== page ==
• Idiot Ball: A whole bunch of people handle one early on, starting with Gavin yanking Pete out of a tree so he hits his head hard enough to be unconscious. Then when Pete runs away from the hospital, a bunch of people chase after him, and Grace grabs him after cornering him in a dead end alley. Hey, guess what it means to be chased, cornered, and grabbed in the wild? And then a whole bunch of people gather around to gawk at the kid who's terrified out of his mind.
  • Instant Sedation: Averted as Elliot takes several shots of tranq darts from Gavin and his friends and yet manages to thrash about for several minutes before finally falling sleep. Then, even after he wakes up, he's still far too groggy and sedated for several more minutes to even walk, let alone fly, and has to be carted away to the woods in the back of a truck.
  • Jerk with a Heart of Gold: Gavin. Even though he wants to get rich and famous at any cost, he leaps to protect children and is very devoted to his brother, even though they don't really get along.
  • Nice Job Breaking It, Hero: On several occasions, but Pete and Elliot are at the top of the list. Elliot clues Gavin in by accidentally toppling a tree near the logging site, and although Pete's requests for Elliot to fly away were tactically sound, the fact that Elliot was pumped full of tranquilizers at the time only served to make the situation worse when his attempts to do just that failed.
  • Not-So-Imaginary Friend: Played with. When Natalie explains the concept of "imaginary friends" to Pete, he figures that Elliot isn't imaginary, so maybe Natalie is. She takes some offense to this logic. Then Grace sees the crayon drawing Pete did and finds it unsettlingly familiar to drawings done by her father of the Millhaven Dragon.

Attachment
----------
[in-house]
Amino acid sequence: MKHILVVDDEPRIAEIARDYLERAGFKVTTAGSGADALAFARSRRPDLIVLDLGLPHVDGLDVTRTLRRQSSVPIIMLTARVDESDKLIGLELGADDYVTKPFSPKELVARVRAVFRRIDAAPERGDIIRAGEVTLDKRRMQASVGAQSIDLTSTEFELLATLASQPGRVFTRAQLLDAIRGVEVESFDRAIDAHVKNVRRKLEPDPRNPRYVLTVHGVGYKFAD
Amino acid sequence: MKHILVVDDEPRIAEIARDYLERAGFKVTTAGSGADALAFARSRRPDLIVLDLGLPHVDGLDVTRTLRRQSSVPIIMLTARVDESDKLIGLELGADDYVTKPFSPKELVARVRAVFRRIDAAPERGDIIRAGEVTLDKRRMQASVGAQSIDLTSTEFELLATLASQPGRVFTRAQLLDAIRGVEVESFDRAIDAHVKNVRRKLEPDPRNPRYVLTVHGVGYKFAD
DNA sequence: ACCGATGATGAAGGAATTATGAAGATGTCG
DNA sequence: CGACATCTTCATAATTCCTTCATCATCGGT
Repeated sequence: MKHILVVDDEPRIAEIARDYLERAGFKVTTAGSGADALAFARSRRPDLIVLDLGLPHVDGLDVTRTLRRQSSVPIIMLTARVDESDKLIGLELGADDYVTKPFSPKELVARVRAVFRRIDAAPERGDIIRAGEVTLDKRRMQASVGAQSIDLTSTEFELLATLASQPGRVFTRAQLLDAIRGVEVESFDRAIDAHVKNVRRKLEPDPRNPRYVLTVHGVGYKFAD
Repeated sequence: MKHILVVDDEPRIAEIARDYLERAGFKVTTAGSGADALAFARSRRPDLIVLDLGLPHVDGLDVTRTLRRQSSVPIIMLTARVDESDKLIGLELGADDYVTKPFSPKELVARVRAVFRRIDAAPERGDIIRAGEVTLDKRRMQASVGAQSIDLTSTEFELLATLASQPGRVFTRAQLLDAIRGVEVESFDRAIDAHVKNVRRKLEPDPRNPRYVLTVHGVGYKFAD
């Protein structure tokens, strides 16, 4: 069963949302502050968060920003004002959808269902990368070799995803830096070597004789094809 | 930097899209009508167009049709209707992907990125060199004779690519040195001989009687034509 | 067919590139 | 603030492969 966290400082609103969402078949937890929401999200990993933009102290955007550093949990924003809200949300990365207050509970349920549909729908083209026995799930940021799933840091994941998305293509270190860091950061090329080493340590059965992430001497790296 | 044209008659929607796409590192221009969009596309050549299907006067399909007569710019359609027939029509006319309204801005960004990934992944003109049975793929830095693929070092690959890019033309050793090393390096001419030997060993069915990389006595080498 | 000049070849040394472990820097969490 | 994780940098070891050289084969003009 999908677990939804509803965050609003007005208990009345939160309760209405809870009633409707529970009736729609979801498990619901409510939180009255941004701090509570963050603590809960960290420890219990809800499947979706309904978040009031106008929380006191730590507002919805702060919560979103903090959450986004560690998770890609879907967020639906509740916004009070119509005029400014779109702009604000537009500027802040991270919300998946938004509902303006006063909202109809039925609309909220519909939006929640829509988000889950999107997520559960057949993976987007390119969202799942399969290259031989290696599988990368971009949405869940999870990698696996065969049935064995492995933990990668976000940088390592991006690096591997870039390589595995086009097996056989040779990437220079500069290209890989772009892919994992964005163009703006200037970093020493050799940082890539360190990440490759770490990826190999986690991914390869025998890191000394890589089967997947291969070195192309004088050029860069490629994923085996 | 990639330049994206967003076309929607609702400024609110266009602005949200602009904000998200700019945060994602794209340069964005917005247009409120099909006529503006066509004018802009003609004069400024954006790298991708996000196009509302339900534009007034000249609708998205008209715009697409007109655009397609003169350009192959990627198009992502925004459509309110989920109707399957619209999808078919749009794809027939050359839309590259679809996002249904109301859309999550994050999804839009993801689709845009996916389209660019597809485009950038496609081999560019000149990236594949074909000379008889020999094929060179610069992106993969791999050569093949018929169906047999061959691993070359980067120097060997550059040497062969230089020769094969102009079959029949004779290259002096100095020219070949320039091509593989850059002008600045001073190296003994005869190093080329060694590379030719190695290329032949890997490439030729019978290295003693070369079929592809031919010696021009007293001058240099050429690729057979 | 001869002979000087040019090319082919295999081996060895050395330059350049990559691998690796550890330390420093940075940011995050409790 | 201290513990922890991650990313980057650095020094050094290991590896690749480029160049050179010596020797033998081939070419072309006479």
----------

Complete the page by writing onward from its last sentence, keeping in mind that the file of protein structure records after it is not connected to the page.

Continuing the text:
• Our Dragons Are Different: Unlike his original incarnation, the new Elliot's design is more based in the world of real mammals, including dogs and cats, with his scales swapped for green fur and his pink hair gone. Regardless, he can still fly and breathe fire. Also, the original's ability to turn invisible is now a form of camouflage; if he moves, he's visible, and can be picked out by a careful observer even if he holds still.
  • Papa Dragon: You best not threaten Pete in front of his Fire-Breathing best friend.
  • Parental Abandonment:
  • Puppy Love: Played with concerning Pete and Natalie.
  • Plucky Girl:
    • Grace. She is a little too strait-laced to really disrupt Gavin and the loggers' activities in the forest, even though they're cutting where they're not supposed to. So she fights back in small ways. She spray paints away their markings for which trees to cut when she finds endangered wildlife living there. She takes the keys out of the bulldozer and throws them a short distance away. Finally, she takes Gavin's keys off him and throws them a short distance away.
    • Natalie. She starts out as an obviously bookish child who is actually annoyed at being late for school. But once she sees Pete, she chases him into the forest and fearlessly climbs his tree, only going back to Damsel in Distress traits when the branches give way under her greater weight and she begins to fall.
  • Rage Breaking Point: After losing Pete, being captured and then being pursued by a bunch of police trucks, Elliot finally loses his patience, and to defend himself and Pete he sets fire to the bridge.
  • Raised by Wolves: Pete was verbal and literate when he got lost in the woods, and Elliot obviously understands English, so Pete could still be verbal when found multiple years later. But he howls when upset, and shows the rest of the typical "feral child" traits.